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|03-03-03: Area voters may get touching experience
|By SEAN RICE
The Daily Standard
There shouldn't be any hanging chads in Mercer County.
Voters here may be using new electronic voting machines by November, as
local election officials began previewing touch-screen voting machine vendors last week.
While the president's Help Americans Vote Act (HAVA) sets a deadline of
November 2004 for abandonment of all punch card ballot booths in the country, Mercer
County Elections Director Toni Slusser hopes to make the switch a year early.
"It would be a nightmare if we tried to use a new system for the
first time during a presidential election," Slusser said of the reasoning behind an
Members of the local board of elections, and boards from five area
counties, were invited to Friday's four-hour demonstration on electronic voting booths
from Sequoia Voting Systems, of Oakland, Calif.
Company representatives reviewed every aspect of using the Sequoia
system and the poll worker training required with it. The presentation is one of several
planned for Mercer and the surrounding counties.
Mercer County has 40 precincts and would need between 130 and 160 new
booths, for a cost most likely greater than $500,000, Slusser surmised.
The nationwide mandate to switch to electronic machines came after the
November 2000 fiasco in several Florida precincts where voters claimed to be confused by
the punch ballot and incorrectly voted. HAVA sets aside $650 million for the switch
nationwide and a list of rules to guide the mandated change. The first round of funding
allocates $30 million for Ohio's counties.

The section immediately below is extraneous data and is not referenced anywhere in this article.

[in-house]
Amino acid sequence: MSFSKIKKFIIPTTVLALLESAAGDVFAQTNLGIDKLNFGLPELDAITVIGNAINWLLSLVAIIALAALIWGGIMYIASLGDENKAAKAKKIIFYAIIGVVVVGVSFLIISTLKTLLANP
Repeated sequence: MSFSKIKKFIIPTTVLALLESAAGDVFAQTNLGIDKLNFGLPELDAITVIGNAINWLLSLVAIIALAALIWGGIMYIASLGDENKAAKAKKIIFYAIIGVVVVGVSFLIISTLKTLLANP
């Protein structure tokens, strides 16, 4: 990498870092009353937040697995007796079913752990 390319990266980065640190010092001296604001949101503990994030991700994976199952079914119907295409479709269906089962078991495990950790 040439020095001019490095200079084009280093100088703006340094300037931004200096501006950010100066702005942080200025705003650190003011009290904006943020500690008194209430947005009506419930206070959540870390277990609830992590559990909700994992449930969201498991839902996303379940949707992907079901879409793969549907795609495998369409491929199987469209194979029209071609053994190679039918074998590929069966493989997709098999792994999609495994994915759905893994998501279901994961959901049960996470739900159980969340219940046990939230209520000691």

While Slusser would like to get a foot in the door early, no election
board in the country can access the federal monies yet, because administrative changes
have yet to be made, she said.
A regional representative for Secretary of State Ken Blackwell
confirmed Friday that President George W. Bush still needs to set up a commission to
approve plans from each state's election director. Also, Blackwell's office needs to
create a commission to approve the plans of Ohio's counties to be sent to the federal
Exactly how the switch will be handled across the state has become a
hot topic lately in northern Ohio.
Large newspapers in Cleveland and Toledo reported recently that
Blackwell's office took away the right of the counties to choose a voting system, by
telling Lucas and Cuyahoga counties not to make a large purchase of electronic voting
Slusser said the issue was misconstrued, and Blackwell ordered the
counties not to purchase new machines until the funding is settled and the secretary of
state can review the bids.
Counties are asked to continue reviewing electronic voting vendors and
share information with the state, Slusser said. Based on which vendors the counties
prefer, bids to purchase new machine will be approved by Blackwell.
The question that remains is if Blackwell will choose a vendor for the
entire state, or regionally assign vendors, or allow each county to choose.
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